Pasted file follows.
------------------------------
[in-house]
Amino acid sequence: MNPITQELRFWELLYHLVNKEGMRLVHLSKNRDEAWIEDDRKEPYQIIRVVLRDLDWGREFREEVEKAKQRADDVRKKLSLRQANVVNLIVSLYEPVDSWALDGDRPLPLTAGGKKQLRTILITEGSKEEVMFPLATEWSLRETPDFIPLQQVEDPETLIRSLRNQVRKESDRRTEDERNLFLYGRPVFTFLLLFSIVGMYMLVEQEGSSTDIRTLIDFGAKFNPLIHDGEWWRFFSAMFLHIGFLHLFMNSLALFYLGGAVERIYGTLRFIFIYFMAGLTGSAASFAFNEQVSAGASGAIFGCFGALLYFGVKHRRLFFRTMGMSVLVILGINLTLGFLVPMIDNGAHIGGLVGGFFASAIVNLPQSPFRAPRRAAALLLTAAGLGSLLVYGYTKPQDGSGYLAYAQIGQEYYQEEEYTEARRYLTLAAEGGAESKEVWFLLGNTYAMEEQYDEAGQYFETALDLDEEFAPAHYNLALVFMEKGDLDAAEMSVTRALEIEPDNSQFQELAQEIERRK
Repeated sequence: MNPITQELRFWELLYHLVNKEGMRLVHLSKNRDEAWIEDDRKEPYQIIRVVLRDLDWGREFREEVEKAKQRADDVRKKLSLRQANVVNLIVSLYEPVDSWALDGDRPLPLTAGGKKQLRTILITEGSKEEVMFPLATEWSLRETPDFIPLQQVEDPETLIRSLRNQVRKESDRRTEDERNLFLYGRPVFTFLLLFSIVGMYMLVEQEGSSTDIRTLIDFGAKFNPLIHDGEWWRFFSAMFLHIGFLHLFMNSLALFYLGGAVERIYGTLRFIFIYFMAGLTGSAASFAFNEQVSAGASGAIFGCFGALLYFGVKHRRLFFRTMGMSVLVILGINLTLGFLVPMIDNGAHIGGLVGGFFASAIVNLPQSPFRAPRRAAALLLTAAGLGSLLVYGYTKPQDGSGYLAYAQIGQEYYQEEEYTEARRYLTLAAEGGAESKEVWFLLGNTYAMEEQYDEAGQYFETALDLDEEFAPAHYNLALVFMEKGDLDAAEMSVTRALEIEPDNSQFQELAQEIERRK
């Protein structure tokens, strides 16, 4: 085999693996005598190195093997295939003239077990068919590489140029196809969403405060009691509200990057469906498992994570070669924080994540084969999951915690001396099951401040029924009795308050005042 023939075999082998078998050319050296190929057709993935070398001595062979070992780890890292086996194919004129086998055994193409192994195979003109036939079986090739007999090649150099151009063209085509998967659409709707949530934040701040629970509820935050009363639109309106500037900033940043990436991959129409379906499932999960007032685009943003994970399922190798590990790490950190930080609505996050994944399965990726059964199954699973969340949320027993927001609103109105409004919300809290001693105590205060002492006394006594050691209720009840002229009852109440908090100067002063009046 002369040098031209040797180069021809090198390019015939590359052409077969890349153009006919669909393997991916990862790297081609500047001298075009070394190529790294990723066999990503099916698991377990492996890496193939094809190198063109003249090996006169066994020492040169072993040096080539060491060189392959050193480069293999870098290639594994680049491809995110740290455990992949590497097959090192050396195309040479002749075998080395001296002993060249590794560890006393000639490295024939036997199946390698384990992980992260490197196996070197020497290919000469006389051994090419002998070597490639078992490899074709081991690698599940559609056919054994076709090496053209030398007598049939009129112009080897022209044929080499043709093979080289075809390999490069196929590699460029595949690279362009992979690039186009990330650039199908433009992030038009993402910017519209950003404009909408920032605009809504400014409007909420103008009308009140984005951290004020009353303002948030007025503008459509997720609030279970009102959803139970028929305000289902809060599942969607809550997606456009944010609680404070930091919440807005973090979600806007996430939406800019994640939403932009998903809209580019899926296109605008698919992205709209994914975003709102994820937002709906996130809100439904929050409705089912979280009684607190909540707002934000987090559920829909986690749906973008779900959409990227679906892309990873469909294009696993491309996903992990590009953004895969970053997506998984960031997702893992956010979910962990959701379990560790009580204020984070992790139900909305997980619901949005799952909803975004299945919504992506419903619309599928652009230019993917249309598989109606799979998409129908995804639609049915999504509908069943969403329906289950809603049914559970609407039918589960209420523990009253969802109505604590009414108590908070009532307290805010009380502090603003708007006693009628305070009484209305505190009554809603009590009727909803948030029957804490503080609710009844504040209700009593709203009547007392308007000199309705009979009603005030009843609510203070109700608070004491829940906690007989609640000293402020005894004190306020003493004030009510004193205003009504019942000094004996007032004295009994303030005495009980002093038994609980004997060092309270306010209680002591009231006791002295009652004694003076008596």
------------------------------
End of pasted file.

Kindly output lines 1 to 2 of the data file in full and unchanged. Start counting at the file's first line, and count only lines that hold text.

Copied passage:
[in-house]
Amino acid sequence: MNPITQELRFWELLYHLVNKEGMRLVHLSKNRDEAWIEDDRKEPYQIIRVVLRDLDWGREFREEVEKAKQRADDVRKKLSLRQANVVNLIVSLYEPVDSWALDGDRPLPLTAGGKKQLRTILITEGSKEEVMFPLATEWSLRETPDFIPLQQVEDPETLIRSLRNQVRKESDRRTEDERNLFLYGRPVFTFLLLFSIVGMYMLVEQEGSSTDIRTLIDFGAKFNPLIHDGEWWRFFSAMFLHIGFLHLFMNSLALFYLGGAVERIYGTLRFIFIYFMAGLTGSAASFAFNEQVSAGASGAIFGCFGALLYFGVKHRRLFFRTMGMSVLVILGINLTLGFLVPMIDNGAHIGGLVGGFFASAIVNLPQSPFRAPRRAAALLLTAAGLGSLLVYGYTKPQDGSGYLAYAQIGQEYYQEEEYTEARRYLTLAAEGGAESKEVWFLLGNTYAMEEQYDEAGQYFETALDLDEEFAPAHYNLALVFMEKGDLDAAEMSVTRALEIEPDNSQFQELAQEIERRK